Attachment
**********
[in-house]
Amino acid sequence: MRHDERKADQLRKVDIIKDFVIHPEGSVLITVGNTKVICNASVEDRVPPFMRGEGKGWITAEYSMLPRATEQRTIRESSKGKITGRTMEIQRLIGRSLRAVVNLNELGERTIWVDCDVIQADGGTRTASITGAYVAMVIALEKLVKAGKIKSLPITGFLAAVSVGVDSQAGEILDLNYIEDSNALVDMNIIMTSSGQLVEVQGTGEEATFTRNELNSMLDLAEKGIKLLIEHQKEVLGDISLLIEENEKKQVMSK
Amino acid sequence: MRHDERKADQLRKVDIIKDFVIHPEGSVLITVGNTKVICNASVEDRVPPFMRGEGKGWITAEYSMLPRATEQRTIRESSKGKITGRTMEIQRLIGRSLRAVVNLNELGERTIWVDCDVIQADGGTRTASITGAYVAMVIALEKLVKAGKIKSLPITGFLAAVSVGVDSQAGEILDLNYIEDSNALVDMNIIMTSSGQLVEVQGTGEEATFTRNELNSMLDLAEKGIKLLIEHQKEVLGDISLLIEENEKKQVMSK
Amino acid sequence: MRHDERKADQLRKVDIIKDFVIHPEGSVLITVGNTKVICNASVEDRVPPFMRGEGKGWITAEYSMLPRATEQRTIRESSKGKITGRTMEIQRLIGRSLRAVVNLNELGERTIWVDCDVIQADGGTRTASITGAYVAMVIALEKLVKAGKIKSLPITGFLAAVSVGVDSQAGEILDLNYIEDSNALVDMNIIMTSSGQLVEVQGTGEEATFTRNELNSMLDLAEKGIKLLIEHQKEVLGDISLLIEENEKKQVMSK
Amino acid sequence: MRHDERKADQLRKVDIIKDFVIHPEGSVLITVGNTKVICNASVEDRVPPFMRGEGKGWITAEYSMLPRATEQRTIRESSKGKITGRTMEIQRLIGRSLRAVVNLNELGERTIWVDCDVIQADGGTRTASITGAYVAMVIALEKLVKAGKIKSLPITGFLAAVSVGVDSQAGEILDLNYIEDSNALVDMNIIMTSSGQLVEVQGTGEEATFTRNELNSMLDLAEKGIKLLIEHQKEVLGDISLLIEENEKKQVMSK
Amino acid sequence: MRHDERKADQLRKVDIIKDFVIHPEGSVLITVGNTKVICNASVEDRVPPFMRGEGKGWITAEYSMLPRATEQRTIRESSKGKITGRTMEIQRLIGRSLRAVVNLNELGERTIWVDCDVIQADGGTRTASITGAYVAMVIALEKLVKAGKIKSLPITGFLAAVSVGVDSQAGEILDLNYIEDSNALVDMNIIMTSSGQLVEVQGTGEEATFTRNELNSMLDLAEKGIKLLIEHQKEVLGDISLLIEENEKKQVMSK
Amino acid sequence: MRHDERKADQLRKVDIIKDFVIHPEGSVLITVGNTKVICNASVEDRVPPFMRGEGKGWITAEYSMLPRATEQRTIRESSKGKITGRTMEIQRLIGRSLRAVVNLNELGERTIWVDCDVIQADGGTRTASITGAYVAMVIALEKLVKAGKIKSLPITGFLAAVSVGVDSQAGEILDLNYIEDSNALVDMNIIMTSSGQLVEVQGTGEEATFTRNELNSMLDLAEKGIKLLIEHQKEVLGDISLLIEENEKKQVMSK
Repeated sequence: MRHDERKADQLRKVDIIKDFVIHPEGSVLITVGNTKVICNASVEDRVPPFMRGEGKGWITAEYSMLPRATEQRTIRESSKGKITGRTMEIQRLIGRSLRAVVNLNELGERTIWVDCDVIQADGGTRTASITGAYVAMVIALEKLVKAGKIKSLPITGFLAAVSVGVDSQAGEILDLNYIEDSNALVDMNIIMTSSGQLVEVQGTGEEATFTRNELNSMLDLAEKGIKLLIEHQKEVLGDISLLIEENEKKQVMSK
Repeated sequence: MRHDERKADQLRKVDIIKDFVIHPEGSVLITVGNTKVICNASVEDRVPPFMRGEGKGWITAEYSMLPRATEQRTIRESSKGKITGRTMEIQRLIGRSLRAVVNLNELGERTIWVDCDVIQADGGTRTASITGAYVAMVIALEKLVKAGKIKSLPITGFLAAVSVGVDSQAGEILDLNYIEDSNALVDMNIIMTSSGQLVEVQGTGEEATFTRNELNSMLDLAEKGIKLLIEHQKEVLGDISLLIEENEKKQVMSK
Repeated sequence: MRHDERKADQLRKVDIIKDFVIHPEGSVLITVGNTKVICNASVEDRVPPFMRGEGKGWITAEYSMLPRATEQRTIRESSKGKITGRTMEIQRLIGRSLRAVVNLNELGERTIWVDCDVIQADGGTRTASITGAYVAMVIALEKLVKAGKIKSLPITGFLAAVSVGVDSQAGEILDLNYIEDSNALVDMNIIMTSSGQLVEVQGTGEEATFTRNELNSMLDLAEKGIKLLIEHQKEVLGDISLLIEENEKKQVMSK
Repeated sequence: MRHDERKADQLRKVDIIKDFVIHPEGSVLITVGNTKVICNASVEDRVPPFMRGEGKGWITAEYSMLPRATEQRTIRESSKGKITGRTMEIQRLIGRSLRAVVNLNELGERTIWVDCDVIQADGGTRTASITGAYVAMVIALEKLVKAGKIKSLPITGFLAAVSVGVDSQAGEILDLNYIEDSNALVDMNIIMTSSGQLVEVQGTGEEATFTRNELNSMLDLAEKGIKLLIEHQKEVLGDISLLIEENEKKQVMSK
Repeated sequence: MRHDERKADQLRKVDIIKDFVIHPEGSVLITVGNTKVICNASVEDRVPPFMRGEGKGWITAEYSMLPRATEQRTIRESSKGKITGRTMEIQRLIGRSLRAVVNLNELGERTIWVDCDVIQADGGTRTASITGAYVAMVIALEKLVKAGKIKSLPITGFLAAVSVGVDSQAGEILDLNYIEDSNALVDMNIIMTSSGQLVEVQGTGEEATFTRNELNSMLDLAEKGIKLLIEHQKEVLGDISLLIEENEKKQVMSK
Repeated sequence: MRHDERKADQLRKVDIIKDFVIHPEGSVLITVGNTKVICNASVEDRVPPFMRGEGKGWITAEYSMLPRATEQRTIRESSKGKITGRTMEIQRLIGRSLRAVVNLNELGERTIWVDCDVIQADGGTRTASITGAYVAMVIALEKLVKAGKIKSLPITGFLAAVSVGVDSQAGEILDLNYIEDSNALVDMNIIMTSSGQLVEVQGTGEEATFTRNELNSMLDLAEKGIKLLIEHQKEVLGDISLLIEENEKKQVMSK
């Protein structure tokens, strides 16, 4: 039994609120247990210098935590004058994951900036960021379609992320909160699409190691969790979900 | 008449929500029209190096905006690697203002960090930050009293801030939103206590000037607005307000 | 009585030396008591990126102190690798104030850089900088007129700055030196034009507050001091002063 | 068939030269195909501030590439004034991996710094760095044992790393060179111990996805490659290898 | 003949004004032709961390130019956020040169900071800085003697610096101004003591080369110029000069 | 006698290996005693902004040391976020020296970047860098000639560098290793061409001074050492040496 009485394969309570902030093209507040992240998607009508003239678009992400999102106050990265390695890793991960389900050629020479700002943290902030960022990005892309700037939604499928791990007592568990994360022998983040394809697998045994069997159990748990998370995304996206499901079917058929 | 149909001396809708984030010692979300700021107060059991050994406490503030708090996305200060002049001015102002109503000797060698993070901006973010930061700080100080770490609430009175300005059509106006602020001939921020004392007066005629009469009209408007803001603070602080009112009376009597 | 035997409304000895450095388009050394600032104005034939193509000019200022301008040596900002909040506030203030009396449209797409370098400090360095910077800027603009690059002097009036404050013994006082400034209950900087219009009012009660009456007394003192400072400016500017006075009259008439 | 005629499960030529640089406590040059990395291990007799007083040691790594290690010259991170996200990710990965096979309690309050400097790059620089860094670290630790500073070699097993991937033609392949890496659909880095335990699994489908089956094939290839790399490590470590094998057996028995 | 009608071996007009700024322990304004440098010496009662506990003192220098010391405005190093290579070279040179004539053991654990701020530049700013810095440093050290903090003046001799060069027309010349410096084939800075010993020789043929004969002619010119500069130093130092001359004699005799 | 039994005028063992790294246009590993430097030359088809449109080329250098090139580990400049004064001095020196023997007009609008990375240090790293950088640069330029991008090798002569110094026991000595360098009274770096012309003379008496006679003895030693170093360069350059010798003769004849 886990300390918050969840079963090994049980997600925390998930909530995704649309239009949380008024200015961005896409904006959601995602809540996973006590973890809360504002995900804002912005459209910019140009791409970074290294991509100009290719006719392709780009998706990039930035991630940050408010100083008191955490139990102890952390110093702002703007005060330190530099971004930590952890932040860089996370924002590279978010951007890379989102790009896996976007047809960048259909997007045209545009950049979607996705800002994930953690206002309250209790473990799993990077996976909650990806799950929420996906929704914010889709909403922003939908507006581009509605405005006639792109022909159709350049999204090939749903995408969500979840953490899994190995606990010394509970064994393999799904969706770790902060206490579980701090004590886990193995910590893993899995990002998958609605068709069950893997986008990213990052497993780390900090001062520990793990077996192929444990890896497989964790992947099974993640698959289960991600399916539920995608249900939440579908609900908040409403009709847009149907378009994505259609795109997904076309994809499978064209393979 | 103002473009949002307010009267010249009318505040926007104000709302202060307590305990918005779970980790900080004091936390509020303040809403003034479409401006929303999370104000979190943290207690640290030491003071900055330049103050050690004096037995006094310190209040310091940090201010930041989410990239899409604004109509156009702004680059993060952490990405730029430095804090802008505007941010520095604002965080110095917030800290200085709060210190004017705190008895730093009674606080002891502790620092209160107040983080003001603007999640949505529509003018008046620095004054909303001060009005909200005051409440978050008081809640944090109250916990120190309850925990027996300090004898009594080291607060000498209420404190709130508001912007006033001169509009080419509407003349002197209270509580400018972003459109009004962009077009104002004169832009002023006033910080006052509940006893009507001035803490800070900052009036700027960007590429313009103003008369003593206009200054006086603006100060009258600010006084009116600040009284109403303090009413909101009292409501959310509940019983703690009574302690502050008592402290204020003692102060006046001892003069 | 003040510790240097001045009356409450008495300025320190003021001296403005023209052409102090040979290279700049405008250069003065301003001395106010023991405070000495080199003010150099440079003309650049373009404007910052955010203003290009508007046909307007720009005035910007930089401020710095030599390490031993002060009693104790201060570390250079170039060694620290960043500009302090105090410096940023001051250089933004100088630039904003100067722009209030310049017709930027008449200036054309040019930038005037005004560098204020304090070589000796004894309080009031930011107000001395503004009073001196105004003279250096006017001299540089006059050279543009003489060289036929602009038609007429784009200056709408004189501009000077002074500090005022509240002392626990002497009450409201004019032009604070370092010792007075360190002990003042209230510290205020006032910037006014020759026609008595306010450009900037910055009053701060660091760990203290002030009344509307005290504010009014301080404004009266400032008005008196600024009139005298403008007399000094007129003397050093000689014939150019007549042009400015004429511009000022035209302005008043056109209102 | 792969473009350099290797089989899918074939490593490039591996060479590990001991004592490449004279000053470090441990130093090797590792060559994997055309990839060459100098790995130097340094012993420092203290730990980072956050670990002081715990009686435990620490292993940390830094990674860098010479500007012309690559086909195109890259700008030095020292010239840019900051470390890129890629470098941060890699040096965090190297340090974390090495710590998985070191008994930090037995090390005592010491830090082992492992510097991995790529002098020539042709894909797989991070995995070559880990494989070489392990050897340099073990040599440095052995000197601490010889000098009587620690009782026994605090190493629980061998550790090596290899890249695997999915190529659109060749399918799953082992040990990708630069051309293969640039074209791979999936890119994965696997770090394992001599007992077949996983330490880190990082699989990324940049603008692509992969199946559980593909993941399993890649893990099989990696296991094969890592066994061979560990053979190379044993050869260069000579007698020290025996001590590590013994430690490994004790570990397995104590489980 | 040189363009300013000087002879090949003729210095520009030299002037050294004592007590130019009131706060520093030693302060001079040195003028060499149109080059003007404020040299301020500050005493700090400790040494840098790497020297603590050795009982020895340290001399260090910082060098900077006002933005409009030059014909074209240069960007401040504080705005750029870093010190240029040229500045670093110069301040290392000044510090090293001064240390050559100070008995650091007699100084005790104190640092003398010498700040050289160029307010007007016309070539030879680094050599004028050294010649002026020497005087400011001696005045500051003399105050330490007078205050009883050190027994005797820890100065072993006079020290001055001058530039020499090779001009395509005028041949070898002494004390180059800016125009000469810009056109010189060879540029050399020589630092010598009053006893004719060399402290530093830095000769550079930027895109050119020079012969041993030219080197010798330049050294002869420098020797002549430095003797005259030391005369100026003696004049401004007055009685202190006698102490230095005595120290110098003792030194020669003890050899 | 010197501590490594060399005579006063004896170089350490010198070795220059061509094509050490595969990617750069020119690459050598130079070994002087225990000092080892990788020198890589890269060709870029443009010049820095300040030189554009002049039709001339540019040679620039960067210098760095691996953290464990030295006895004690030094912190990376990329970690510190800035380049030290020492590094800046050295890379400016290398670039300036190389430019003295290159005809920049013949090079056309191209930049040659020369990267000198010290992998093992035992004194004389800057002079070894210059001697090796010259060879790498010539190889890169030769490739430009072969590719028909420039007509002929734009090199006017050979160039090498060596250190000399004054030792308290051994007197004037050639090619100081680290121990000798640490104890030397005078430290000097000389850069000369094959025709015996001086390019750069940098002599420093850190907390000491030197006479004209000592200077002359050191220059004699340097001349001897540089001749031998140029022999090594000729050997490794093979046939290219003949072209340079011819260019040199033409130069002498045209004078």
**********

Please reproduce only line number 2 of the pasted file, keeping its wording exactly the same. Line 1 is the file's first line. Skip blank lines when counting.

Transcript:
Amino acid sequence: MRHDERKADQLRKVDIIKDFVIHPEGSVLITVGNTKVICNASVEDRVPPFMRGEGKGWITAEYSMLPRATEQRTIRESSKGKITGRTMEIQRLIGRSLRAVVNLNELGERTIWVDCDVIQADGGTRTASITGAYVAMVIALEKLVKAGKIKSLPITGFLAAVSVGVDSQAGEILDLNYIEDSNALVDMNIIMTSSGQLVEVQGTGEEATFTRNELNSMLDLAEKGIKLLIEHQKEVLGDISLLIEENEKKQVMSK